Judge critical of Tulare
Tentative ruling: City didn’t follow procedures
By Julie Fernandez
The city of Tulare did not follow the proper procedures before it approved a permit in March 2004 that allowed Knight Transportation to build a truck terminal near the Tulare airport, a Tulare County Superior Court judge said in a tentative ruling Friday. The ruling came in the California Pilots Association’s lawsuit against the city, Knight Transportation and the state Department of Transportation, Division of Aeronautics.
The association filed the lawsuit after alleging the city-approved truck terminal and the yet-to-be built, above-ground tanks pose safety risks because of they are too close to the Mefford Field runway.
The association maintained the city failed to submit its airport land use plan to the county for approval, making its action on the Knight permit invalid.
While the city maintained it had legally opted out of the process years ago, Judge Melinda Reed said “there’s no authority for anyone to opt out.”
The judge stopped short of declaring Knight’s permit invalid, saying she would need more information about the city and county’s airport land use plans ? their consistencies and inconsistencies.
After a lengthy discussion, the judge and attorneys for the four parties agreed it might be best to have Reed declare the permit invalid and let the city reconsider the permit, this time following the proper procedure.
If the attorneys report their clients are in agreement, Reed will dismiss the case on Oct. 21.
The judge told attorneys she would not order Knight Transportation to cease operations.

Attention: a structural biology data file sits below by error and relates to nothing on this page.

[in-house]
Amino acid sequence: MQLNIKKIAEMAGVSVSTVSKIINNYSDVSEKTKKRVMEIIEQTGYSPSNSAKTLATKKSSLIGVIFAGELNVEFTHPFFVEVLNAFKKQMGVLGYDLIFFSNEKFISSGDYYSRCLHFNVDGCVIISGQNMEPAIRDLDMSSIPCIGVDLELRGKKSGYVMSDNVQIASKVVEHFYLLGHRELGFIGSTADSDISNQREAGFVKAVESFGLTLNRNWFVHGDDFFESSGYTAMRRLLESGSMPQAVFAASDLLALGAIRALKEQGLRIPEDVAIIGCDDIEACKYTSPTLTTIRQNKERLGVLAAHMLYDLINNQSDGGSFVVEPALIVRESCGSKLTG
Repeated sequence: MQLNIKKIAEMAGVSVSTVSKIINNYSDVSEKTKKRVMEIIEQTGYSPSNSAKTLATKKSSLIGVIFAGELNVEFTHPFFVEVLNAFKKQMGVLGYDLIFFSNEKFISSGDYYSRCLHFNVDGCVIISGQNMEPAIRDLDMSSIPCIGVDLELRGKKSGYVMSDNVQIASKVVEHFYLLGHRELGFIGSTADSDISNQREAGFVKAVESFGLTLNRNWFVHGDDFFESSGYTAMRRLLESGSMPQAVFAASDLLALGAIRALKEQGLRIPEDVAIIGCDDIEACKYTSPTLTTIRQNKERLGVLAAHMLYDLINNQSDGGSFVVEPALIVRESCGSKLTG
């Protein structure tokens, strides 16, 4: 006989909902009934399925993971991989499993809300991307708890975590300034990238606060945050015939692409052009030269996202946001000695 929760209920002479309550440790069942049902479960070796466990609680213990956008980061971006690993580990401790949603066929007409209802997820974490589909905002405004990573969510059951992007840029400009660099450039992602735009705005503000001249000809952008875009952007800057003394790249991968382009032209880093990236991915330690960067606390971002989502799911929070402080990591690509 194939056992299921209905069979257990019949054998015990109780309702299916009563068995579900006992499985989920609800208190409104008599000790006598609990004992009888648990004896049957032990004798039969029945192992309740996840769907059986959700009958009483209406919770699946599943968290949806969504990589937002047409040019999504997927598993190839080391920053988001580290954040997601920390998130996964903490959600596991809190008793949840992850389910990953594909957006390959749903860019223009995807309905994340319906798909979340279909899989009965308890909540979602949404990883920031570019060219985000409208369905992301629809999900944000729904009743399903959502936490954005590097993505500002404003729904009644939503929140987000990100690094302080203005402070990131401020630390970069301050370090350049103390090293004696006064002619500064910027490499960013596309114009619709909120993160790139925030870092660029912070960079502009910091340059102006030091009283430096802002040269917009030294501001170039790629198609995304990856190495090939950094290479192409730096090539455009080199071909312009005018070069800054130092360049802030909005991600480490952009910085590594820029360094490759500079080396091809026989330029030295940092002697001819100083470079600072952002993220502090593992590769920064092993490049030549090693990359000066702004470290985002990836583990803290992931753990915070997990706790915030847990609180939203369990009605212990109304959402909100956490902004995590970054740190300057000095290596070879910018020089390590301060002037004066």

Nancy Jenner, attorney for the city, indicated she will take the matter to the City Council in a closed session. The council’s next meeting is Tuesday and it also has a meeting scheduled for Oct. 18. If the plan is approved, the city will have to submit its airport land use plan to the county for review. If the county and city don’t agree on certain points, the council can still adopt its own plan with council approval.
After this happens, the Planning Commission can reconsider the Knight Transportation permit, holding a public hearing that would allow the Pilot’s Association and the state Department of Transportation, which also has raised concerns about the proposed above-ground tanks, to fully air their objections. The general public will also be allowed to comment.
Before and after the commission’s 2004 ruling, which was upheld by the City Council in an appeal that involved a highway matter, several members of the aviation community, including the chairman of the Tulare Aviation Commission, expressed strong concerns about the location of the project.
The issue of above-ground fuel tanks was raised during the Planning Commission’s hearing and commissioners agreed with a recommendation from the city’s Environmental Impact Review committee that Knight Transportation should obtain FAA approval for the tanks.
The problem, according to the Pilot’s Association and the state Department of Transportation, is that the FAA’s jurisdiction is over navigable air space. It is the state that has jurisdiction over ground issues and the state thinks the location is a problem, they said.
Court files include a declaration from an FAA supervisor supporting their contention that the tanks fall under the purview of the state Aeronautics Division.